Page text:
The “Physician Pro Bono Care Act” is a bill designed to incentivize doctors to offer pro-bono health care services to some Medicaid or Children’s Health Insurance Program (CHIP) patients. Physicians who render free medical services would be permitted to deduct these costs from their taxes. A doctor would not be able to write off more than he or she earned in a year. And they could only write off a fraction of the value of any single service. AMAC – the Association of Mature American Citizens – has worked extensively over the past two years in support of this bill.
Present tax law only allows physicians to deduct pro-bono services they render to a 501-c3 charitable services institution. They are not allowed to deduct medical services provided in clinics and offices to low-income individuals who don’t have insurance and are eligible for Medicaid and CHIP. The Physician Pro Bono Care Act is a simple measure that corrects this gap. The federal legislation could well help more than 70 million Americans currently enrolled in Medicaid and CHIP, including 1.79 million Georgians.
Reducing the demand on Medicaid through the measure would provide relief to states like Georgia, which are struggling with growing Medicaid expenses. In 2016, Medicaid expenditures totaled $9.8 billion in Georgia. While the federal government picked up the larger portion of that figure under the program’s funding formula, the state’s share came to $3.1 billion, representing 16 percent of the overall outlays in Georgia’s budget.
Federal and state governments would benefit from the Physician Pro Bono Care Act because it would save billions of dollars in Medicaid expenditures. Pro-bono services rendered by doctors would translate into a significantly larger payout if the same service was performed by the same doctor and the billing was handled through Medicaid services. For example, $6.6 billion could be saved a year in national Medicaid disbursements for emergency room visits alone, according to an estimate by AMAC. That figure is based on a scenario in which the 7 million Medicaid patients who visited an emergency room once in 2016 at the average Medicaid payout cost of $1,100 would have instead received pro-bono treatment from a doctor at the cost of a deduction of roughly $50.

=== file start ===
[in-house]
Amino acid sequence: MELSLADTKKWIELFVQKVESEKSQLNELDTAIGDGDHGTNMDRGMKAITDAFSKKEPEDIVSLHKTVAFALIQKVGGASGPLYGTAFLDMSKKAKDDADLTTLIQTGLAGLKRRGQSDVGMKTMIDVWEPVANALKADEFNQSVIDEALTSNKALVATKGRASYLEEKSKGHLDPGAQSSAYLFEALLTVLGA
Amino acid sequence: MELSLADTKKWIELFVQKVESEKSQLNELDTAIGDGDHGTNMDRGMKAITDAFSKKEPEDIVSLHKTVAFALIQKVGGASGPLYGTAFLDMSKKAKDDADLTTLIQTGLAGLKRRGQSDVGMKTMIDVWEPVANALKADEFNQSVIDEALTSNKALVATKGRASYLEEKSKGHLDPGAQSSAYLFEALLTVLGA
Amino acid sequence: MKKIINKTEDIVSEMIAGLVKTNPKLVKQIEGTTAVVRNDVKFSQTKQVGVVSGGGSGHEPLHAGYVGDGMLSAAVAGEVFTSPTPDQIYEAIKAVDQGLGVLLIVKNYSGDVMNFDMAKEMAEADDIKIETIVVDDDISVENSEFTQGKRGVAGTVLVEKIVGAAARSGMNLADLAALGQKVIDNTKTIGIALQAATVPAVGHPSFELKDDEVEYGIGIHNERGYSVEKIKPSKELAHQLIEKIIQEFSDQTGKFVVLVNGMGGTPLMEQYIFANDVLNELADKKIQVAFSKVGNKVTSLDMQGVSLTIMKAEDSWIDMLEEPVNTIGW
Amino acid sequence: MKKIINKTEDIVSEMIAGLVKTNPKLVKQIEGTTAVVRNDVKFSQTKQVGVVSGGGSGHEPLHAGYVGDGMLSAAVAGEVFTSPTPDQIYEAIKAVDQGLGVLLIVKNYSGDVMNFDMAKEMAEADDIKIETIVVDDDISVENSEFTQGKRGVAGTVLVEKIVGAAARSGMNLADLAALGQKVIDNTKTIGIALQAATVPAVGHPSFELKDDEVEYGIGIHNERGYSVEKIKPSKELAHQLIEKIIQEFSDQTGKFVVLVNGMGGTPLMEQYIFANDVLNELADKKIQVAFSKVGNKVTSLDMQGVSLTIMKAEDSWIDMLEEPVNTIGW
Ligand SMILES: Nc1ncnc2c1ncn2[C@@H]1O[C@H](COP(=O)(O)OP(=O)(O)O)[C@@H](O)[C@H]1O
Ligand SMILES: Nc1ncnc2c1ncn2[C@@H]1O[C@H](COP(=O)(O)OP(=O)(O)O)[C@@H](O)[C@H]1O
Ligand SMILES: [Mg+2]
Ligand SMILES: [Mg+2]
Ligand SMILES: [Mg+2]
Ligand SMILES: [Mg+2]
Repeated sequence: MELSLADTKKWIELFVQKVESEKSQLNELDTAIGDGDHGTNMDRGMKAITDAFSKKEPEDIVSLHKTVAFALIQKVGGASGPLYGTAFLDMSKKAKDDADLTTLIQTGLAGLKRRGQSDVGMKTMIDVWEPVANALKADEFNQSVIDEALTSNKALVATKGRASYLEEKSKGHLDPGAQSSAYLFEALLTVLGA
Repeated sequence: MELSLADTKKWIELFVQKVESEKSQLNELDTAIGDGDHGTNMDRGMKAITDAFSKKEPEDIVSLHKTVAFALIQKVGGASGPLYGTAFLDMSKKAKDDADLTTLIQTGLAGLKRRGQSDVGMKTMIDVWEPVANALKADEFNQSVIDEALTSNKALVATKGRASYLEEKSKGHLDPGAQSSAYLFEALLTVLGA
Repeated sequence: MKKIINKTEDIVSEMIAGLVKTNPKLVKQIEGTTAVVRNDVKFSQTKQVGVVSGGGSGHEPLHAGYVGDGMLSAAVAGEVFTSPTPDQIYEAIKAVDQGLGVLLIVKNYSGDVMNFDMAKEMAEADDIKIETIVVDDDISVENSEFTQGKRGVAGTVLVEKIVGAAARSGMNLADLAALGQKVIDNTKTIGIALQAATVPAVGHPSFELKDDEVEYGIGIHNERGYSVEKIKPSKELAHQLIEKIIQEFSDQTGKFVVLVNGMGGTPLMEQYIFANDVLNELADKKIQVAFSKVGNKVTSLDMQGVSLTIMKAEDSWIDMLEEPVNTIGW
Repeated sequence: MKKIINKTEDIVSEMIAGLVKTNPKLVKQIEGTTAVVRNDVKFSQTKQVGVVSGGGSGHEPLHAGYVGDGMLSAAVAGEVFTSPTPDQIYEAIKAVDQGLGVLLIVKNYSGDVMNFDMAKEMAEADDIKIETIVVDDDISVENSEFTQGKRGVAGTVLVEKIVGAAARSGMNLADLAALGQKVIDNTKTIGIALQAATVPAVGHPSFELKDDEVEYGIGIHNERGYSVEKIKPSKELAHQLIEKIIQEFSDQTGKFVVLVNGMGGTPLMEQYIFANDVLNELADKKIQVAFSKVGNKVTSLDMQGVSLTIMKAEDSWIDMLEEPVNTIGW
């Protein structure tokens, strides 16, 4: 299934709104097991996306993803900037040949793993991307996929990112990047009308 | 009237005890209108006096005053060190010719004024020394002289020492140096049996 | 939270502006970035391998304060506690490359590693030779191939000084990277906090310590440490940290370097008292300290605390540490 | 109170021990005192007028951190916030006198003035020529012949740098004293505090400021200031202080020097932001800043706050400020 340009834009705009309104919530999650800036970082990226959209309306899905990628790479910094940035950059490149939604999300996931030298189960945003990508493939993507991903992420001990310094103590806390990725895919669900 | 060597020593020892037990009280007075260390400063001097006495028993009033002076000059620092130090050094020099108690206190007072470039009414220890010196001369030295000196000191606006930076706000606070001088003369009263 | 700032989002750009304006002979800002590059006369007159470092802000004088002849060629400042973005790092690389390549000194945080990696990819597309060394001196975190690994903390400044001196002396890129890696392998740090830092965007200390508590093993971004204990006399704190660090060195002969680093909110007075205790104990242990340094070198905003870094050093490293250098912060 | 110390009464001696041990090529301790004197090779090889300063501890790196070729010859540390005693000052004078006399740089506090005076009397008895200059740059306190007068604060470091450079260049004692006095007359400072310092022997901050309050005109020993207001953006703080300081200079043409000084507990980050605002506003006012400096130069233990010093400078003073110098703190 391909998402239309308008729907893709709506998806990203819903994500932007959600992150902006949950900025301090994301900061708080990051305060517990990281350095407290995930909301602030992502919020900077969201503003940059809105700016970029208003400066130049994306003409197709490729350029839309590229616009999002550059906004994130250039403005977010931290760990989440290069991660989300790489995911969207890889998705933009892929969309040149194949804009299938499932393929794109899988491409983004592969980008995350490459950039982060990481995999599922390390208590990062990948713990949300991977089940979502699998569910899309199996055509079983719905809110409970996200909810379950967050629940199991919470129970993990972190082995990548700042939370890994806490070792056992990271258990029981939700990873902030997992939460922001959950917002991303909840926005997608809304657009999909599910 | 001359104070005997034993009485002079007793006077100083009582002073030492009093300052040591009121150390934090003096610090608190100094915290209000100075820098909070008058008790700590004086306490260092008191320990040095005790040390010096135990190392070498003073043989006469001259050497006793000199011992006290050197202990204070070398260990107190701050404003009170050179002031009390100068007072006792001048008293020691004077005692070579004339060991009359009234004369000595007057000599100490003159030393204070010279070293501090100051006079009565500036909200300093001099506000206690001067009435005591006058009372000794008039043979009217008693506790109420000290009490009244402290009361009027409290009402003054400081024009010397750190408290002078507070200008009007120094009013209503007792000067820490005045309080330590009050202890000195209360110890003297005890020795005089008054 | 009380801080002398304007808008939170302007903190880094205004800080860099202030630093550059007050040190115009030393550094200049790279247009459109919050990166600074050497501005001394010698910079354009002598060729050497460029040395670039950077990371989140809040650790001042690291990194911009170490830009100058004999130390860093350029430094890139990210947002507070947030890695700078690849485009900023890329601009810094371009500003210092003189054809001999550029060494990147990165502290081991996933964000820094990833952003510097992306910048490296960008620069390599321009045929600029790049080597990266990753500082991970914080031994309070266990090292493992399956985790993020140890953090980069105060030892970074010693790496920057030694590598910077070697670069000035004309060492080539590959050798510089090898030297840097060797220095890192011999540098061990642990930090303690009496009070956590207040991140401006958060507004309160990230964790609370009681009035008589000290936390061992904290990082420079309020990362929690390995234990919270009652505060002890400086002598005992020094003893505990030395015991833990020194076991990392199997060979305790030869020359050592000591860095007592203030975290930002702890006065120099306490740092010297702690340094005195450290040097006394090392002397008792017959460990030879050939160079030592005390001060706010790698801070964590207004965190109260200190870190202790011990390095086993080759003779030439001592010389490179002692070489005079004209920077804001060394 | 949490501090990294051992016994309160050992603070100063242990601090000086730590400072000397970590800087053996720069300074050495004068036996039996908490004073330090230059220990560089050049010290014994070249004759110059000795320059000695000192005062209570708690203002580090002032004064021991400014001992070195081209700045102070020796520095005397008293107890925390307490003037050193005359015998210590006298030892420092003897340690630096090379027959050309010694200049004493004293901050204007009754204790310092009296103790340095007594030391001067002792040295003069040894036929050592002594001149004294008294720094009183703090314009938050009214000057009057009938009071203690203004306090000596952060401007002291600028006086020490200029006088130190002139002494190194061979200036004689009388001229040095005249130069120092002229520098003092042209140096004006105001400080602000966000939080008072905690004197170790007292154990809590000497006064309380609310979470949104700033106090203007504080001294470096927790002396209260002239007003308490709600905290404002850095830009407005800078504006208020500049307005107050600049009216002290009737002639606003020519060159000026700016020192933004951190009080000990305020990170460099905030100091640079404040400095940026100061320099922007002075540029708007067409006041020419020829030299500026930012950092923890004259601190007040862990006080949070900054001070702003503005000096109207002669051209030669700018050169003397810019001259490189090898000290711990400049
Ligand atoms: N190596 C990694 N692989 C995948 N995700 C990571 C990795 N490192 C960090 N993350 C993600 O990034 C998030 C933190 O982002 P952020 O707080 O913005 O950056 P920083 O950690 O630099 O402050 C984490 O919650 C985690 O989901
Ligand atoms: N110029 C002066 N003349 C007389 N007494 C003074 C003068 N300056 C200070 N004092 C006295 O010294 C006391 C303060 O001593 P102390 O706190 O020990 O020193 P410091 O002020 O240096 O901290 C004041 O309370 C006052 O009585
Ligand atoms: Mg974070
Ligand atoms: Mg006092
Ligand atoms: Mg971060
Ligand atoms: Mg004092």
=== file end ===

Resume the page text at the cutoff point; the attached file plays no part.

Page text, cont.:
While the measure is not a panacea for the hundreds of billions of dollars spent on Medicaid each year, it’s an important part of the solution when considering burgeoning costs. Importantly for states like Georgia, it provides a pressure relief valve against the need to expand Medicaid.
Aside from the dollars-and-cents benefits, the bill encourages lower-income people to form traditional patient-doctor relationships that can contribute to better health outcomes. That relationship can be critical in seeking preventative care before conditions become acute. Without access to a primary care physician, many patients put off seeking medical help until their ailments become so serious that they have no choice but to make emergency room visits. Emergency room care can be 20 times as expensive as physicians’ office visits.
In an era in which some doctors are no longer accepting Medicaid patients because of the convoluted and time-consuming requirements of the program, the Physician Pro Bono Care Act offers doctors an opportunity to treat lower-income patients. While they would get a tax deduction that is a lower dollar amount than if it had gone through the Medicaid system, the advantage is how they would be shredding bureaucratic red tape.
This bill relies not on ideology of any stripe, but on a creative solution that will help ensure that our most vulnerable Americans have access to the care they need, from the doctor they choose. Georgians deserve strong bipartisan support from their congressional delegation around this commonsense bill and Reps. Loudermilk, Allen and Hice are to be commended for co-sponsoring this important piece of legislation.